Rights

Despite Court Order, Sudha Bharadwaj Denied Basic Right of Phone Calls in Jail

While others who have been accused in the case have managed to stay in touch with their families and lawyers, Bharadwaj’s daughter and lawyers have not been able to do so despite multiple requests and a court order.

Mumbai: Maaysha saw her mother, Sudha Bharadwaj, last on February 22. It was a day after Maaysha’s birthday; she turned 23 this year. In the mulaqaat (meeting) at Yerwada prison in Pune, Bharadwaj – an academic and human rights activist – was barely given five minutes to talk to her daughter who had travelled from Delhi just for this meeting.

The conversation, on an intercom across a glass window, was chaotic and interrupted by a dozen other undertrials also trying to catch up with their families simultaneously.

A week later, Bharadwaj and her other co-accused in Elgar Parishad case, one of the most controversial cases in the recent times, were transferred from the custody of the Maharashtra police to the National Investigation Agency (NIA). Later in March, the entire country was put under a lockdown over the coronavirus pandemic, impacting regular court visits, mulaaqats and phone communications of over four and half lakh prisoners across India.

Maaysha says the past two and a half months of the lockdown were spent in making desperate calls to the Byculla jail authorities and in finding ways to talk to her mother. Each of these calls were met with rude responses or a plain refusal to allow her to connect with Bharadwaj.

Also read: Over 600 Citizens Call for Temporary Release of Sudha Bharadwaj, Shoma Sen From Byculla Jail

Bharadwaj’s lawyers too have been petitioning the Sessions court in Mumbai seeking bail, bringing her medical condition to the court’s notice and seeking the court’s permission to get to talk to their client over the phone. The constant persuasion yielded an order from the NIA court on March 30, where the Byculla prison authorities were directed to “provide proper facility of telephonic communication to the UTPs (undertrial prisoners) as per rules and report”.

Over two months and several reminders later, the order is yet to be honoured.

An old photo of Maaysha with her mother Sudha Bharadwaj.

“All of these efforts have only added to my anxiety. My mother is locked in the jail where at least one person has already been infected (by coronavirus). She is diabetic and has hypertension. Since the lockdown, I have not been able to even handover her routine medicines. I don’t even know how she is coping in there,” Maaysha tells The Wire.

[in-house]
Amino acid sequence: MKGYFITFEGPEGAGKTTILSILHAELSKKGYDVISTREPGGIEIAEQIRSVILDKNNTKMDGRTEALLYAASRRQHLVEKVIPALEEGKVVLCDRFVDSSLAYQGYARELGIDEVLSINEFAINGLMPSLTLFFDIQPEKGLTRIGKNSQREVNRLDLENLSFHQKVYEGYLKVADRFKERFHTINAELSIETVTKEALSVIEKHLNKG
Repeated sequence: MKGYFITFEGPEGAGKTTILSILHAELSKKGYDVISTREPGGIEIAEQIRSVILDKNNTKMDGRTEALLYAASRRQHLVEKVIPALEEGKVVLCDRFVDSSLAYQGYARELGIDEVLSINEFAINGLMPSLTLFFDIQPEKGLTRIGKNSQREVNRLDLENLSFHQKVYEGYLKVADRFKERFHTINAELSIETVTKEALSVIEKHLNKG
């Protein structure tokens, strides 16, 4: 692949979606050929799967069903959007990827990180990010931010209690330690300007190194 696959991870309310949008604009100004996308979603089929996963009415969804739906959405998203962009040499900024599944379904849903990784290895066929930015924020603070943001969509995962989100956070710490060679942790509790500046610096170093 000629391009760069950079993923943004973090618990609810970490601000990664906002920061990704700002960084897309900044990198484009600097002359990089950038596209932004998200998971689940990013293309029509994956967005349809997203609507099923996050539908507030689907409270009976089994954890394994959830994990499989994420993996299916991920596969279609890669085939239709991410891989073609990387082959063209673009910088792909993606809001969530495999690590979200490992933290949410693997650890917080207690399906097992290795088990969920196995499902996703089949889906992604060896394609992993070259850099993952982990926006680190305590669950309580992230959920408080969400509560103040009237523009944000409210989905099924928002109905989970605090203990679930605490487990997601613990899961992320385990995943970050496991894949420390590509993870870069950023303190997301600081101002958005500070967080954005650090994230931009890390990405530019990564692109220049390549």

Maaysha says the medicines that she had managed to courier across from Delhi to Mumbai have not reached Bharadwaj. Even money orders have not been possible in the past months, she says.

Since the cases of COVID-19 began to increase, the Supreme Court of India asked state governments to devise ways to address the issue and ensure safety of those in the prison. In Maharashtra, after several petitions and at least three deaths in three different jails, around 10 thousand of the over 37 thousand prisoners were released. Those arrested under specials Acts like the Unlawful Activities (Prevention) Act were not included in that list. Bharadwaj and her co- accused – all human rights activists and lawyers – did not qualify to be released on bail.

But Maaysha says she had at least hoped to stay in touch during this period. While the other accused in the case have managed to have at least a call or two every month to their lawyers, Bharadwaj continues to be deprived of that one basic access. “Her co-accused Shoma Sen could at least make that one call last month and another today (June 6). Sudha hasn’t got even that one chance to speak to either me or her daughter,” Ragini Ajuha, Bharadwaj’s lawyer, says. Ahuja had last met Bharadwaj in the jail on March 14.